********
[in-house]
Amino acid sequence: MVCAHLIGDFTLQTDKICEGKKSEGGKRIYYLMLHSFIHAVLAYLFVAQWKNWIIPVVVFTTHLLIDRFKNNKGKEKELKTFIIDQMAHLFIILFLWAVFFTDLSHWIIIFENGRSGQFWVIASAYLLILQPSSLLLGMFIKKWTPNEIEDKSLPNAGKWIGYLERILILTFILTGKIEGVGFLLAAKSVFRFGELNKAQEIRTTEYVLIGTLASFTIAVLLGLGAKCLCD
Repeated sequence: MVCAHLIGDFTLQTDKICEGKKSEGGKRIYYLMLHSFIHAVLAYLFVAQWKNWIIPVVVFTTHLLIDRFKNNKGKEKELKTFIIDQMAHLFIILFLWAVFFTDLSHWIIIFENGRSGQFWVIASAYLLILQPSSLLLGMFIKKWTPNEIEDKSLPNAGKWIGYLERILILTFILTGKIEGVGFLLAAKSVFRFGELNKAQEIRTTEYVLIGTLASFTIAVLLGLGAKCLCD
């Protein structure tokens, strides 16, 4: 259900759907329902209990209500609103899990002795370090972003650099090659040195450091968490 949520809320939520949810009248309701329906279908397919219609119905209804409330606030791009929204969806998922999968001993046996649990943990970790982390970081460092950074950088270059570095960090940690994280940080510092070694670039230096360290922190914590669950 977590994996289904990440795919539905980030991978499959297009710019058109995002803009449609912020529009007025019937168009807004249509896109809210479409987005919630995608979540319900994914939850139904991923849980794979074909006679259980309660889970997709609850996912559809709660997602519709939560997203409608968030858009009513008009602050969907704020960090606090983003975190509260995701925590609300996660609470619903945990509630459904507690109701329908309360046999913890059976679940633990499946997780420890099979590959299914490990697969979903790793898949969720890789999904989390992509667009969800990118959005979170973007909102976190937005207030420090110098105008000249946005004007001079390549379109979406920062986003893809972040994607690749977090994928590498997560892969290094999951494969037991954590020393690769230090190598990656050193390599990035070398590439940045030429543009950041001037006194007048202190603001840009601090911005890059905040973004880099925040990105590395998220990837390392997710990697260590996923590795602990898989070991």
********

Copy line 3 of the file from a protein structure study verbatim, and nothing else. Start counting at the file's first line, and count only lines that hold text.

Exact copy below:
Repeated sequence: MVCAHLIGDFTLQTDKICEGKKSEGGKRIYYLMLHSFIHAVLAYLFVAQWKNWIIPVVVFTTHLLIDRFKNNKGKEKELKTFIIDQMAHLFIILFLWAVFFTDLSHWIIIFENGRSGQFWVIASAYLLILQPSSLLLGMFIKKWTPNEIEDKSLPNAGKWIGYLERILILTFILTGKIEGVGFLLAAKSVFRFGELNKAQEIRTTEYVLIGTLASFTIAVLLGLGAKCLCD